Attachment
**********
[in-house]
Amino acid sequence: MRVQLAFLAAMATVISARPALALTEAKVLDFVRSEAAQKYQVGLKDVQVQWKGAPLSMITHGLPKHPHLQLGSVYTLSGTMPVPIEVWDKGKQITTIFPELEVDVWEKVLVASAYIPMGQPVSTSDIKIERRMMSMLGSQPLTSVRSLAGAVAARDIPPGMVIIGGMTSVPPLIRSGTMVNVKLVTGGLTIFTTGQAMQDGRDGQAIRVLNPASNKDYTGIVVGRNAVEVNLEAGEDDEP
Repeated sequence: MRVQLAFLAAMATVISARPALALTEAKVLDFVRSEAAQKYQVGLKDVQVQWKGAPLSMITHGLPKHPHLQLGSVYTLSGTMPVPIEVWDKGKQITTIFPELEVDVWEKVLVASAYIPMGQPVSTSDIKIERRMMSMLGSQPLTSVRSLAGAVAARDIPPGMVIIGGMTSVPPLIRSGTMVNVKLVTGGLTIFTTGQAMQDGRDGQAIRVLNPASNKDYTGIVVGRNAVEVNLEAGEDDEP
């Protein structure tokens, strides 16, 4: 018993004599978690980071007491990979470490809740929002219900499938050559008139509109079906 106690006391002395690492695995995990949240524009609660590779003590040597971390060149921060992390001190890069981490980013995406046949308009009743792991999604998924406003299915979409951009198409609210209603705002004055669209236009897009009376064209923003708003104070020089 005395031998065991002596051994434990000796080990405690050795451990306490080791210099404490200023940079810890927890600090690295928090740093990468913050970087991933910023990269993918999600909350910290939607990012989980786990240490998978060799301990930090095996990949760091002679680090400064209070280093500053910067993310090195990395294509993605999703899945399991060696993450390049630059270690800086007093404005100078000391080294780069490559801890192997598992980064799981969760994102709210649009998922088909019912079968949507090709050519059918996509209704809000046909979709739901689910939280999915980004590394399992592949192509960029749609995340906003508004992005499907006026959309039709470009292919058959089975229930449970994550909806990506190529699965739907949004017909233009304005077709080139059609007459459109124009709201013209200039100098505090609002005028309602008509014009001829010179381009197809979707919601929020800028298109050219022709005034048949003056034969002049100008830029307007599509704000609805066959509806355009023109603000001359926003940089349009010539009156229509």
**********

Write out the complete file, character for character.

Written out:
[in-house]
Amino acid sequence: MRVQLAFLAAMATVISARPALALTEAKVLDFVRSEAAQKYQVGLKDVQVQWKGAPLSMITHGLPKHPHLQLGSVYTLSGTMPVPIEVWDKGKQITTIFPELEVDVWEKVLVASAYIPMGQPVSTSDIKIERRMMSMLGSQPLTSVRSLAGAVAARDIPPGMVIIGGMTSVPPLIRSGTMVNVKLVTGGLTIFTTGQAMQDGRDGQAIRVLNPASNKDYTGIVVGRNAVEVNLEAGEDDEP
Repeated sequence: MRVQLAFLAAMATVISARPALALTEAKVLDFVRSEAAQKYQVGLKDVQVQWKGAPLSMITHGLPKHPHLQLGSVYTLSGTMPVPIEVWDKGKQITTIFPELEVDVWEKVLVASAYIPMGQPVSTSDIKIERRMMSMLGSQPLTSVRSLAGAVAARDIPPGMVIIGGMTSVPPLIRSGTMVNVKLVTGGLTIFTTGQAMQDGRDGQAIRVLNPASNKDYTGIVVGRNAVEVNLEAGEDDEP
């Protein structure tokens, strides 16, 4: 018993004599978690980071007491990979470490809740929002219900499938050559008139509109079906 106690006391002395690492695995995990949240524009609660590779003590040597971390060149921060992390001190890069981490980013995406046949308009009743792991999604998924406003299915979409951009198409609210209603705002004055669209236009897009009376064209923003708003104070020089 005395031998065991002596051994434990000796080990405690050795451990306490080791210099404490200023940079810890927890600090690295928090740093990468913050970087991933910023990269993918999600909350910290939607990012989980786990240490998978060799301990930090095996990949760091002679680090400064209070280093500053910067993310090195990395294509993605999703899945399991060696993450390049630059270690800086007093404005100078000391080294780069490559801890192997598992980064799981969760994102709210649009998922088909019912079968949507090709050519059918996509209704809000046909979709739901689910939280999915980004590394399992592949192509960029749609995340906003508004992005499907006026959309039709470009292919058959089975229930449970994550909806990506190529699965739907949004017909233009304005077709080139059609007459459109124009709201013209200039100098505090609002005028309602008509014009001829010179381009197809979707919601929020800028298109050219022709005034048949003056034969002049100008830029307007599509704000609805066959509806355009023109603000001359926003940089349009010539009156229509």